Trust set up to protect historic buildings
MORE than a dozen run-down and crumbling historic buildings in Waveney look set to receive a boost from a newly formed preservation group.
The East Suffolk Building Preservation Trust has been formally set up to protect and preserve 13 buildings in Waveney that are currently on an 'at risk' register.
Some of the buildings are described as being in a very bad condition, with several needing structural repairs. Others are deteriorating and at risk of being lost to a lack of care and maintenance.
Included in the list are:
The former Gisleham Brick and Pipe Works where three down-draught pipe kilns and their two chimney stacks, thought to date back to the late 1940s, require major repairs.
A former fish curing house at 174, St Peter's Street, Lowestoft, which was built in about 1830. The building, which is whitewashed brick and flint with pantile roofing, requires major structural repairs.
Crown Street Hall, in Crown Street West, Lowestoft, which is the former Fisher Theatre, built in 1812. It is still used as a community hall but is said to be in a deteriorating condition.
- 1 Man throws brick through living room window in Lowestoft
- 2 Have your say on redevelopment of station building vacant for 50 years
- 3 Hundreds bask in sun for return of 'wonderful' event
- 4 'Time for some you time': Unwind at brand new wellbeing retreat
- 5 Thieves break into garden and steal hot tub
- 6 Enjoy the wonders of hidden exotic garden at summer open days
- 7 Police hunt wanted man from Lowestoft
- 8 Roads 'likely' to flood as thunderstorms hit Suffolk
- 9 Alleged fly-tipper smashed through hedge after being locked inside property grounds
- 10 Over 120 free events planned for return of country's biggest heritage event
The remains of a 14th century monastic college at Castle Road, Mettingham, near Bungay. Flint and rubble walls of the moated enclosure are still visible but it needs preserving as an ancient ruin.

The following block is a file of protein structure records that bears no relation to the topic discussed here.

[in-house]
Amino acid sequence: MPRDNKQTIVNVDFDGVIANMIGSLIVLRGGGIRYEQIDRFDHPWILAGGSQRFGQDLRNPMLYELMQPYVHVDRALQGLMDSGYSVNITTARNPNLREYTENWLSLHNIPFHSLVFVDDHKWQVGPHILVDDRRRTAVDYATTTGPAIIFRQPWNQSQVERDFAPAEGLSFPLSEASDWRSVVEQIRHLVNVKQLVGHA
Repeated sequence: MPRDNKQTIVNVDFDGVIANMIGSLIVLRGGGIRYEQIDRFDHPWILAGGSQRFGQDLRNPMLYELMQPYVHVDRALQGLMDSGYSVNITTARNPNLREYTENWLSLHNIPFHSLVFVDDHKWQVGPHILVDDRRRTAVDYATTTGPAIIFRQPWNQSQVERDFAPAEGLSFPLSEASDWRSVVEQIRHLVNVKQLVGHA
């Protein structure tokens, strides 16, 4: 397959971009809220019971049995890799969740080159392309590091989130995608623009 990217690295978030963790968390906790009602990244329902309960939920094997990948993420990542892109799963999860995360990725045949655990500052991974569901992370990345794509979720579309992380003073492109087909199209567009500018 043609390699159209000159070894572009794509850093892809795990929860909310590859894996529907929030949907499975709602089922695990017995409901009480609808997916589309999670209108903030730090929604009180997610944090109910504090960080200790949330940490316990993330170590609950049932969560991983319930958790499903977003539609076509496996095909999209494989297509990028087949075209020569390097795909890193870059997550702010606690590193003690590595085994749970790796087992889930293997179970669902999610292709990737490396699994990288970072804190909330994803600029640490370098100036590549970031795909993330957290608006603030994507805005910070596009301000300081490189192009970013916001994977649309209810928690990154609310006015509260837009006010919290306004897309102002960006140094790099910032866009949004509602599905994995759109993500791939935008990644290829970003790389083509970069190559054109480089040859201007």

A 18th Century timber-farmed, weather-boarded barn owned by the Henham estate.
The new trust, which is a limited liability company, is now seeking funding to register as a charity.
Once it has charity status it will be able to apply for grants to repair and preserve any of the buildings. The trust could also purchase the buildings as a way of bringing them back into use.
It is hoped that trustees and volunteers will be able to draw on their own professional backgrounds to offer advice on preservation work.
Members include architects, an architectural historian, a surveyor and a conservation officer.
The trust is also being supported by Waveney District Council and Suffolk Coastal District Council and will work closely with Waveney's conservation officer Ruth Summers.
Trust members will also work on preserving buildings at risk in the Suffolk Coastal area, including Greyfriars Monastery at Dunwich.
About one third of Suffolk's buildings at risk are in the Waveney and Suffolk coastal region.
The formation of the trust was welcomed by Andy Smith, Suffolk Coastal cabinet member for planning, who said: 'There are several historically and architecturally important buildings that are at risk of falling into disrepair and being lost forever.'
Anyone who wants to join the trust can email firstname.lastname@example.org or call 01394 444616.